FAQs

I’ve never talked to anyone. I’m not used to opening up to people. Isn't going to therapy a sign of weakness?

Not at all. People who ask for help know when they need it and have the ability to reach out. Everyone needs help now at certain points in their lives. You already have some strengths that you’ve used before that may not work when faced with certain situations. Perhaps this problem feels overwhelming and is making it difficult to access your past strengths. In our work together, we will identify what those strengths are and how to implement them again in what is happening now.

What’s the difference between talking to someone I already know (e.g., friends, family, etc.)?

The difference is between someone who can do something, and someone who has the training and experience to do that same thing professionally. A mental health professional can help you approach your situation in a new way– teach you new skills, gain different perspectives, listen to you without judgment or expectations, and help you listen to yourself. In addition, therapy is completely confidential.  

Shouldn't I just take medication?

Medication alone cannot solve every issue. It may treat the symptoms but it may not treat the source. Our work together is designed to explore the root of the issue, analyze and understand your behavior and teach strategies that can help you accomplish your personal and/or relational goals. That being said, medication can be effective and is sometimes needed in conjunction with therapy.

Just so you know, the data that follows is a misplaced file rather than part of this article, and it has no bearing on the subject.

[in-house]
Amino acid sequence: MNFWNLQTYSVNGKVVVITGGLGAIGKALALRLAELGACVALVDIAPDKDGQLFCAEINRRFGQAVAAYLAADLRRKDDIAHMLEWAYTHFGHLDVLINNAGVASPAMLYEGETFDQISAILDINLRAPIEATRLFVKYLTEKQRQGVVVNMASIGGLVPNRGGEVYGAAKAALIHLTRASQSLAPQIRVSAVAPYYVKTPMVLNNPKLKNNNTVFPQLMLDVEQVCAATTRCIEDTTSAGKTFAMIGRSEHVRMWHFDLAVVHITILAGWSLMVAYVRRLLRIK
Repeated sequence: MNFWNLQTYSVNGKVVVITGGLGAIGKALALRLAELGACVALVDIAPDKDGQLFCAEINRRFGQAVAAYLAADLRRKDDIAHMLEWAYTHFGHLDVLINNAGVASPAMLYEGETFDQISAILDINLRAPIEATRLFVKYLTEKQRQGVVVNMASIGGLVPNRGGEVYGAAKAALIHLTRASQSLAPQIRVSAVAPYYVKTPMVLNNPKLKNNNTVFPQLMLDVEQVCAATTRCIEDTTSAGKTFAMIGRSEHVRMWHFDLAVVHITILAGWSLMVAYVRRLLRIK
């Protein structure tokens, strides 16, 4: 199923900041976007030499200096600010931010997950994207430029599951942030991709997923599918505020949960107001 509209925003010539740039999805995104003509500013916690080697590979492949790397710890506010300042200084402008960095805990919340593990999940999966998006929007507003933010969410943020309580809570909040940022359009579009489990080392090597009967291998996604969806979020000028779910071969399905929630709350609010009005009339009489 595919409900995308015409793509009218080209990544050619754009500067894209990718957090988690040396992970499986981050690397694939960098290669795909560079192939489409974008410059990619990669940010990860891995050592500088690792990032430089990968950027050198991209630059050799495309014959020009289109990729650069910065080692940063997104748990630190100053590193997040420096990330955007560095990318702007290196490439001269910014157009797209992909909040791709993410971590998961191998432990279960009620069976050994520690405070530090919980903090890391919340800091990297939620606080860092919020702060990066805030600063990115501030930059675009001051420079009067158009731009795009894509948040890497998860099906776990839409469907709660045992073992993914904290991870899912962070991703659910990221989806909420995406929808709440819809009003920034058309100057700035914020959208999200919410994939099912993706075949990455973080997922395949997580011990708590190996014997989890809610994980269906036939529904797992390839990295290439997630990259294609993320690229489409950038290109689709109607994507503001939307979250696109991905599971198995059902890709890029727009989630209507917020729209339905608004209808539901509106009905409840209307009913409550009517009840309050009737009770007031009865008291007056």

I do not understand how it works. What do I have to do in sessions?

Each person has different issues/concerns and goals for what they would like to accomplish in therapy. So, therapy will be different depending on the individual. We tailor our therapeutic approach to your specific needs.

How long does it take?

Unfortunately, this can depend on a variety of factors. Everyone’s circumstances are unique. Length of time therapy can take to allow you to accomplish your goals depends on your desire for personal development, your commitment, and the factors that are driving you to seek therapy. 

How can I get the most out of therapy? 

It's wonderful that you are so dedicated to improving your mental health. Your motivation is inspiring! We only see each other for a session a week, so it’s the work you do outside of our sessions that will really help with your personal growth and advancement.

My partner and I are having problems. Should we be in individual counseling or come together?

If you are concerned about your relationship, and you would both like to work with me, I would do so. During this work, if one of you would like to pursue individual therapy, I would have to refer out to a colleague.  It is not beneficial to go from individual to couple's work as there would be a conflict of interest.